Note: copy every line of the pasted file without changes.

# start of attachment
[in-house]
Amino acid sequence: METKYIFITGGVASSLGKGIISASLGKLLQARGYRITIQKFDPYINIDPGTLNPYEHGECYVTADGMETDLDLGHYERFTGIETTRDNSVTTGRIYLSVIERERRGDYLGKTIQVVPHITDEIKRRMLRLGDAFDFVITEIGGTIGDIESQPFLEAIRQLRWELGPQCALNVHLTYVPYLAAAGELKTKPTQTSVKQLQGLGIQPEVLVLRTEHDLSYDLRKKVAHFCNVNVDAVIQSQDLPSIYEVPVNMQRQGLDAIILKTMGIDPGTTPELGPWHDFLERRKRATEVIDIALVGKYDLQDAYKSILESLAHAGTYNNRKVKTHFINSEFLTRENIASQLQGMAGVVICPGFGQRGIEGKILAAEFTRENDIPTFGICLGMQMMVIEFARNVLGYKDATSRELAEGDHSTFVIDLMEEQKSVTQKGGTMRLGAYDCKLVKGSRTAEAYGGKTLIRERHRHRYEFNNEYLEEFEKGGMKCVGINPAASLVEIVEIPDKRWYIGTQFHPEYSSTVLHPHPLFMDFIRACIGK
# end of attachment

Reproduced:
[in-house]
Amino acid sequence: METKYIFITGGVASSLGKGIISASLGKLLQARGYRITIQKFDPYINIDPGTLNPYEHGECYVTADGMETDLDLGHYERFTGIETTRDNSVTTGRIYLSVIERERRGDYLGKTIQVVPHITDEIKRRMLRLGDAFDFVITEIGGTIGDIESQPFLEAIRQLRWELGPQCALNVHLTYVPYLAAAGELKTKPTQTSVKQLQGLGIQPEVLVLRTEHDLSYDLRKKVAHFCNVNVDAVIQSQDLPSIYEVPVNMQRQGLDAIILKTMGIDPGTTPELGPWHDFLERRKRATEVIDIALVGKYDLQDAYKSILESLAHAGTYNNRKVKTHFINSEFLTRENIASQLQGMAGVVICPGFGQRGIEGKILAAEFTRENDIPTFGICLGMQMMVIEFARNVLGYKDATSRELAEGDHSTFVIDLMEEQKSVTQKGGTMRLGAYDCKLVKGSRTAEAYGGKTLIRERHRHRYEFNNEYLEEFEKGGMKCVGINPAASLVEIVEIPDKRWYIGTQFHPEYSSTVLHPHPLFMDFIRACIGK